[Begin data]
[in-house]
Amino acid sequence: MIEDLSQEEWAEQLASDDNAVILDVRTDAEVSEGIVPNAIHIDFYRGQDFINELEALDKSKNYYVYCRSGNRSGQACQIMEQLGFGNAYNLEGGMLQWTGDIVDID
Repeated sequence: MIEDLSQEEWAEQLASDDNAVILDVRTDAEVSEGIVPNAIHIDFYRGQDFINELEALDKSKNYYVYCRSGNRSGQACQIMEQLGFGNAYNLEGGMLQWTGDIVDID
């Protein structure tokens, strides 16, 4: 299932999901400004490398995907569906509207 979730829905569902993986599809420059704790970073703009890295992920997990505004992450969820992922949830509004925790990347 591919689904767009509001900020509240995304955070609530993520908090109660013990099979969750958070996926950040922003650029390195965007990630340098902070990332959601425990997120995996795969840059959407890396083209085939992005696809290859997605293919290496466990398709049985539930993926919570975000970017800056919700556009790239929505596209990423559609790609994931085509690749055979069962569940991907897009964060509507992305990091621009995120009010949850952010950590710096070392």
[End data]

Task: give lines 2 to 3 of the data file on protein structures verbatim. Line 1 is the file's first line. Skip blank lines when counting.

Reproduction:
Amino acid sequence: MIEDLSQEEWAEQLASDDNAVILDVRTDAEVSEGIVPNAIHIDFYRGQDFINELEALDKSKNYYVYCRSGNRSGQACQIMEQLGFGNAYNLEGGMLQWTGDIVDID
Repeated sequence: MIEDLSQEEWAEQLASDDNAVILDVRTDAEVSEGIVPNAIHIDFYRGQDFINELEALDKSKNYYVYCRSGNRSGQACQIMEQLGFGNAYNLEGGMLQWTGDIVDID